Besides, some of the best personal finance blogs around were started by people detailing their journey out of debt, so you might be able to inspire others and maybe even make a little money while you’re at it!
5. Continually Educate Yourself
One of the best things you can do is to constantly educate yourself about money and getting out of debt. Read books, listen to podcasts, watch videos, and read blogs about the subject.
The more you know about what you’re trying to do, the more you understand it. The more you understand it, the more motivated you’ll be to stick with it and see your journey through to the end. The more you learn about how to use your money wisely, the greater control you have over your situation.
I’ve included a list of great resources at the end of the post to get you started.
6. Work On Developing New Habits
Obviously, you can’t get out of debt by doing the same things that got you into debt in the first place. Work on developing new habits such as using cash only (remember going naked?), learning to do a written budget every month, eating out less, taking lunch to work, shopping only when you need something, etc.
Changing your habits actually changes the way your brain works, and can lead to lasting results!
7. Focus On Getting Out Of Debt a Little Bit Every Day
Removing a mountain of debt happens one shovel at a time. Find a way to focus on your get out of debt process every day. Read an article, have a thought for the day, say a prayer, find something new to save money on, or listen to a podcast.
A small effort every day helps you stay engaged in the process and helps to keep up your motivation to continue the journey.
8. Make a List of Income
Let us start by making a list of income. For most of us, this should be easy because it generally involves only a few items – salary, interest from a savings account, and so forth. But, do not count on income that is uncertain, such as that from overtime pay, bonuses, or gifts. Financial consultants warn that planning on uncertain sources of income can get you into debt. If such revenues do materialize, you may choose to use the money to treat yourself and the family, to help others in need, or to contribute to a worthy cause.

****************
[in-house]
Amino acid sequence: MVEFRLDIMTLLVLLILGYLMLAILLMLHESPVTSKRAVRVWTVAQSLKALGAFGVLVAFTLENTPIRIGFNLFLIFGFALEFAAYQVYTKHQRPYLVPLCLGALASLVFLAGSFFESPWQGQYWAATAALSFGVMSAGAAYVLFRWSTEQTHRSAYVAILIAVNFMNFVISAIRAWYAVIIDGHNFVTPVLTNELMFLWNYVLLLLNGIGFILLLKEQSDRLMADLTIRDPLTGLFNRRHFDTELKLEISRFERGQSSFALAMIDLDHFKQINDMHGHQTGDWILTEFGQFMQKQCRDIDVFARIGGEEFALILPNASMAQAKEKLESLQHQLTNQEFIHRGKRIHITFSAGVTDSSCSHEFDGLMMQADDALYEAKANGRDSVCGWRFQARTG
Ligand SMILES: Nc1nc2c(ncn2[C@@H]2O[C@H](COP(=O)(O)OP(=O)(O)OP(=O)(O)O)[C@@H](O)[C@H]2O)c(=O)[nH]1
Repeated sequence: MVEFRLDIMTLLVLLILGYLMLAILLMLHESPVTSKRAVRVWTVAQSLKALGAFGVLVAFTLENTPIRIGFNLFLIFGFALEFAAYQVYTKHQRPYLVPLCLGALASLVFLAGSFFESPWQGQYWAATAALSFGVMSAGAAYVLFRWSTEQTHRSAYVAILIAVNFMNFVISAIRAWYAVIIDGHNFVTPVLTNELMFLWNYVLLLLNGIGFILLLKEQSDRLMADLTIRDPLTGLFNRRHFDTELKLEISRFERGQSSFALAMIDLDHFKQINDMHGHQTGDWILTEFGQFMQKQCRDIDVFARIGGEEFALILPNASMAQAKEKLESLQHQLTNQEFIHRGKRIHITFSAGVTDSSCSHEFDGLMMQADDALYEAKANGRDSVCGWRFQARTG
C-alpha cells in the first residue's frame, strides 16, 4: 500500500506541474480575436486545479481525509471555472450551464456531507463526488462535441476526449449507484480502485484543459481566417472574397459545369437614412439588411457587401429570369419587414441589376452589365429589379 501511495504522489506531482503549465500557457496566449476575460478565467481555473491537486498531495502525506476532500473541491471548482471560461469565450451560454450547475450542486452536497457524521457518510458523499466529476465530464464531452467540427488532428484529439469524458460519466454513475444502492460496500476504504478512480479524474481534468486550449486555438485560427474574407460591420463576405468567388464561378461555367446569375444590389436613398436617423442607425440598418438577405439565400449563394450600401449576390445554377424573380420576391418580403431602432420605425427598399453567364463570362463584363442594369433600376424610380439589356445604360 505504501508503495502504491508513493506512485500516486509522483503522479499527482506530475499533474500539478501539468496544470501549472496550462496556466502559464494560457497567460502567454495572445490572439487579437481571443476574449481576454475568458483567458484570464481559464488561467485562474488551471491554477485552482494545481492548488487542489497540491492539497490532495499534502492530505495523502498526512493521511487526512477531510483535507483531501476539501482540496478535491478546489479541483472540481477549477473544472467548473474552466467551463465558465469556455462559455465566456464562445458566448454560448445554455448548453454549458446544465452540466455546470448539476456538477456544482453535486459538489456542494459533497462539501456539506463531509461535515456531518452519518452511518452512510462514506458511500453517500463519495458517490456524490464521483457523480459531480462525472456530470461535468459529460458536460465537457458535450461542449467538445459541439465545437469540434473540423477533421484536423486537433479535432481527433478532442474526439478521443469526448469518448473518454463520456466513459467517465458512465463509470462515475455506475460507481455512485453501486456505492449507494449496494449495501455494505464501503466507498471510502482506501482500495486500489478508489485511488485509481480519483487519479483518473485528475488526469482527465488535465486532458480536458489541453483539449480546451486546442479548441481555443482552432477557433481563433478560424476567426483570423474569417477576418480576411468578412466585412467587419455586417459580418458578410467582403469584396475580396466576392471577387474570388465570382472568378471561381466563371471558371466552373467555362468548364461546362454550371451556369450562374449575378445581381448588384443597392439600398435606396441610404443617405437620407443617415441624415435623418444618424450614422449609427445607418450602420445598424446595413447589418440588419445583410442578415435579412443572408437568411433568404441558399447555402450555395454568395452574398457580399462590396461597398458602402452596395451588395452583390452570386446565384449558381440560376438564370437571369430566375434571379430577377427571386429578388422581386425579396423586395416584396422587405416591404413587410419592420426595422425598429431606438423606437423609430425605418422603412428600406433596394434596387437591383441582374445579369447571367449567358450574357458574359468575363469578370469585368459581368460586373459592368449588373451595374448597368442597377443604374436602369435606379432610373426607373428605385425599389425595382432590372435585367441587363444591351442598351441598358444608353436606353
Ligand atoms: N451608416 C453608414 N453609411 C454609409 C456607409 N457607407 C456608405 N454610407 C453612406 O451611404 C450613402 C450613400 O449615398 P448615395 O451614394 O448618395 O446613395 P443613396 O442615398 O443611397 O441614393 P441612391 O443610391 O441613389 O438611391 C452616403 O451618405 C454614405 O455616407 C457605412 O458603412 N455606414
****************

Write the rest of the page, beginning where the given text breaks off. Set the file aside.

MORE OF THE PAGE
9. List Monthly Expenses
You may want to work up a chart and list out your monthly expenses. It is wise to know your actual spending by entering the amount you currently spend for each item on the chart you have drawn. Limit the number of main categories, using headings such as ‘food,’ ‘housing,’ and ‘clothing.’ However, do not omit pertinent subcategories such as eating out. Do not confuse this with ‘food’ or ‘groceries.’ This will proved helpful and will help you to know how much you spend outside your budget. If you enjoy extending hospitality to others, this too can be a subcategory under ‘food.’ The idea is to make the chart reflect your individuality and preferences.
When working up your chart, do not forget quarterly, semiannual, annual, and other periodic expenses, such as payments for insurance and taxes. To include them in the monthly chart, though, you will have to divide the amount by the appropriate number of months.
10. Know What Is Essential
Deciding whether an item is essential and how much money to allow for it can be a challenge. Especially is this so in these changing times when we are bombarded with a continual supply of new products that are advertised as needs. Thinking of each expense in terms of definite need, questionable need, or nice-to-have luxury will help.
If you have been spending more on questionable needs, these expenses may need to be completely eliminated. The idea is to examine each item to see if the expense is worth the enjoyment that the expense brings and to slash accordingly.
11. Cut Back on Debt
Unchecked debt can frustrate your efforts to live within your means. While long-term debt used for financing the purchase of assets such as a home that increases in value can be advantageous, credit-card debts used to finance day-to-day living can prove disastrous. So, no need to pay a penny in card charges.
Staying debt free is possible if you take necessary steps as itemized above.
Getting Out of Debt Is Worth It!
Developing discipline and sticking with a get out of debt plan to the end can be more difficult for some people than for others. But when you’re relentless about overcoming the obstaclesduring the journey, it makes getting out of debt much easier in the long run.
Getting out of debt isn’t always easy, but it’s always worth the journey!
Below you’ll find some great resources I recommend to help you stay motivated and educated when it comes to getting out of debt.
Question: Have you ever become discouraged while trying to pay off debt? Share your thoughts and leave a comment.